Numbers in the Bible
Categories: The Bible
What is the significance of the various numbers that repeatedly appear in the Bible, i.e. 7, 40, 3, etc.? It came up in my Sunday school; class and although I think 7 is completion, I wasn't sure about 40 -- and would appreciate hearing from you on this subject.
Biblical numerology is the study of numbers in the Bible. It is a fascinating study with no one right answer. Two of the most commonly repeated numbers in the Bible are 7 and 40.
The number 7 does signify completion or perfection (Genesis 7:2-4; Revelation 1:20). It can refer to the end of a cycle or when something is finished. It is often called "God's number" since He is the only One who is perfect and complete (Revelation 4:5; 5:1, 5-6). The word in Hebrew is Sheb'-bah. It is from a root word meaning "to be complete" or "full." Hence, God rested on the seventh day because His work was done – complete and perfect. In resting, God had placed His seal of approval on creation. Seven represents this sense of perfection and rest. The word for Sabbath is also derived from this same root. Seven is also the hallmark of the Holy Spirit's work. He is the Author of God's Word, and seven is stamped on it much like a watermark is seen in the manufacture of paper. Some scholars see this seal as the sign of God's approval of His authentic Word. It applies to both scripture as well as the believer.
Forty, on the other hand, is often understood as the "number of probation or trial." For example: it rained for forty days in the time of Noah (Gen 7:12); Moses was on the mount for 40 days (Exodus 24:18); the Israelites wandered for 40 years (Num 32:13); 40 days were involved in the story of Jonah and Nineveh (Jonah 3:4); Jesus was tempted for 40 days (Matthew 4:2); there were 40 days between Jesus' resurrection and ascension (Acts 1:3). However, the number can really have two meanings. One is this completion of a trial, or test; the other is the completion of maturity. The context will determine which meaning is most appropriate. Looking closely, these two meanings could be seen as interdependent. Sometimes it is the trial itself that brings people to maturity. According to Jewish tradition, maturity is obtained at the age of 40. So, isn't it interesting that Moses' life was characterized by three periods of forty years each? After the flood, man's life expectancy was 120 years, which is 3 times 40, thereby representing the perfect maturity.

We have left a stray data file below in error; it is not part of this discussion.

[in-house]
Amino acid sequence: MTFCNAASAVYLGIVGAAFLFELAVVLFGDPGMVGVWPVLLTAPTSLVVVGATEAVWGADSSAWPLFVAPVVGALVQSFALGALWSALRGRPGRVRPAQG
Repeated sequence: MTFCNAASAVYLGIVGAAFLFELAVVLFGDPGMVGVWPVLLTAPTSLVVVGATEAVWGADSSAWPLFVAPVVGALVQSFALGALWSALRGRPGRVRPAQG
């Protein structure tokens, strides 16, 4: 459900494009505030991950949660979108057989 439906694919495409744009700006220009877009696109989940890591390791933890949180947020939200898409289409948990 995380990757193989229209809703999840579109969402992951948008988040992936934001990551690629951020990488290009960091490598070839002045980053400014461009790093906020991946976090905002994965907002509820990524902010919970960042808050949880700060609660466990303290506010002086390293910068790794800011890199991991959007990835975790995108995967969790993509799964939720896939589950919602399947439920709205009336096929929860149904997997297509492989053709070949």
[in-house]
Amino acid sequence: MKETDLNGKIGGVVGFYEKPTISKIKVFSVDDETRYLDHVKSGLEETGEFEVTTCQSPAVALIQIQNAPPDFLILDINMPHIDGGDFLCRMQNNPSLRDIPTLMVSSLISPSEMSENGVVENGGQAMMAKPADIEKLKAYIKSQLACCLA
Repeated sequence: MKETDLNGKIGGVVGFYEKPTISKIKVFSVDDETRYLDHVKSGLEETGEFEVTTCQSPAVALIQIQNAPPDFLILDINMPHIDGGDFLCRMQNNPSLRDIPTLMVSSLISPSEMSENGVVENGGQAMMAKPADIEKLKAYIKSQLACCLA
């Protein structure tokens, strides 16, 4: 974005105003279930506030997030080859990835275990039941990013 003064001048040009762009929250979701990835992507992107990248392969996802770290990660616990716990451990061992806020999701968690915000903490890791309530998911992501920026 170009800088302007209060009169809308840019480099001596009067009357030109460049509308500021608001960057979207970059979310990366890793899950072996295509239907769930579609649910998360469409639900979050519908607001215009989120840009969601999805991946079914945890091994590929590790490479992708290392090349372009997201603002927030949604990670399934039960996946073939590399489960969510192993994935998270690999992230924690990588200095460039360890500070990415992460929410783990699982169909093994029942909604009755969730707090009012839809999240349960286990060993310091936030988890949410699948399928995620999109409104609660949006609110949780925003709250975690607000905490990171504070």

Another significant number is "one." It generally means unity, oneness, sovereignty, light. Typically, it is used to represent God as the beginning and the end, the source of everything that is, the prime impulse. You could say, "One" means first, the best, the only. "One" stands alone, without divisions, factors, or components. It is universal, whole and complete, and completely independent of all other numbers. There is only one God, one sovereign rule, His omnipotence and unique nature. There is simply no other number that is comparable. One excludes all differences for there is no counterpart with which it can either harmonize or conflict. Because of this, "One" can also represent harmony, unity or peace; and in relation to God, it also means harmony, unity, or peace with God.
Another number of interest is "three." With this number, we find the first geometric figure. Two straight lines cannot enclose any space or form a planar figure. A triangle is the simplest planar figure and a cube is the simplest three-dimensional solid. "Three" therefore represents that which is solid, real, substantial, complete, and entire. It oftentimes is used to signify divine perfection, the Godhead. It can also be used in simple ways. For example, "time" is represented by references to the past, present and future. Dimensions are described in terms of length, width, and depth. Most things have a beginning, middle, and an end.
"Three" is followed by "four," which generally refers to the creative works, generally the material creation, pertaining to all things "under the sun." The number four represents the earth; there are four points on the compass, four winds, and four seasons.
The last number we will examine is the number "Twelve." Typically, this one represents perfect government, as in the twelve tribes and the twelve apostles. How did people come up with that? Twelve is the sum of three times four. Three is the number of divine perfection (usually denoting things from or of God), and four is the number involving material creation. So perfect government exists when God is acknowledged as ruler over all, and it is connected to that which is governed. It is the things of this world, the nature of this world that needs to be governed.